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Crossing the American Health Care Chasm

'Crossing the American Health Care Chasm' cover image

Crossing the American Health Care Chasm

Finding the Path to Bipartisan Collaboration in National Health Care Policy

Why is there such a deep partisan division within the United States regarding how health care should be organized and financed—and how can we encourage politicians to band together again for the good of everyone?

For decades, Democratic and Republican political leaders have disagreed about the fundamental goals of American health policy. The modern-day consequences of this disagreement—particularly in the Republicans' campaign to erode the coverage and equity gains of the Affordable Care Act—can be seen in the tragic and disparate impact of COVID-19 on the country. In Crossing the American Health Care Chasm, Donald A. Barr, MD, PhD, details the breakdown in political relations in the United States. Why, he asks, has health policy—which used to be a place where the two sides could find common ground—become the nexus of fiery political conflict?

From Harry S. Truman's failed attempt to enact a plan for national health insurance to the recent efforts of President Donald J. Trump, Barr's historical analysis also touches on every presidential administration in between. Tracing the bipartisanship that developed over the four decades following the passage of Medicare and Medicaid in 1965, Barr explains why this spirit of cooperation has given way to such a seemingly unbridgeable ideological chasm. Exploring how political conflict affects health care organization, financing, and delivery, Barr also offers a detailed analysis of the multiple attempts on the part of congressional Republicans and the Trump administration either to weaken or to repeal the ACA. Crossing the American Health Care Chasm offers a series of steps that policy makers can take to improve the national health care situation and provide a basis for ongoing bipartisanship as we continue to confront the policy challenges facing our country.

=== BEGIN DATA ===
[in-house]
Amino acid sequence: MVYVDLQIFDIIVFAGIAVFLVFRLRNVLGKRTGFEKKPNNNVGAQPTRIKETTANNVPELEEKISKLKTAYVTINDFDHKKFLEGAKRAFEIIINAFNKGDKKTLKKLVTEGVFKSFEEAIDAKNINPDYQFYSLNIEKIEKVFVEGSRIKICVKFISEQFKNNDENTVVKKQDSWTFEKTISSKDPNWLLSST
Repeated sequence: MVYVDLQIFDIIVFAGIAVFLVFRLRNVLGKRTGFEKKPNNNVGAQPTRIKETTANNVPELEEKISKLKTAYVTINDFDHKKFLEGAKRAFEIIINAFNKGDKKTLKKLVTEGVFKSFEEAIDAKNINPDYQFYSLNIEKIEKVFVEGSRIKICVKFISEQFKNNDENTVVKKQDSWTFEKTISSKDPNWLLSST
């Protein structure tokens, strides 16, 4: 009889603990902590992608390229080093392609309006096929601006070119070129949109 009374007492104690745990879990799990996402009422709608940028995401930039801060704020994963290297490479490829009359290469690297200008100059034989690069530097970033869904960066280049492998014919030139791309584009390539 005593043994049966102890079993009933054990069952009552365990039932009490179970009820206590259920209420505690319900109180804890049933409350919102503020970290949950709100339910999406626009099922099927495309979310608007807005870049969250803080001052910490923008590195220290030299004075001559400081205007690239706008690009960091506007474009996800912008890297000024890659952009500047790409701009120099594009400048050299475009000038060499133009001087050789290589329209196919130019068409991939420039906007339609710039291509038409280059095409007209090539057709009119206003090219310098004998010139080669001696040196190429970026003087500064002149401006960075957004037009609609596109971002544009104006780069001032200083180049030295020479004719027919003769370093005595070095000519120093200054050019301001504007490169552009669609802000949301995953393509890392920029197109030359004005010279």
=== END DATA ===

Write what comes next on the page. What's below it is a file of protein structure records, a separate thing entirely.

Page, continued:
Ultimately, Barr argues, this divide is more dangerous than ever at a time when health care costs continue to skyrocket, the number of uninsured Americans is rising, many state governments are chipping away at Medicaid, and the GOP has not let up in its efforts to dismantle the ACA. This book will be of profound interest both to those responsible for carrying out national health care policy and to those who study health policy from an academic perspective.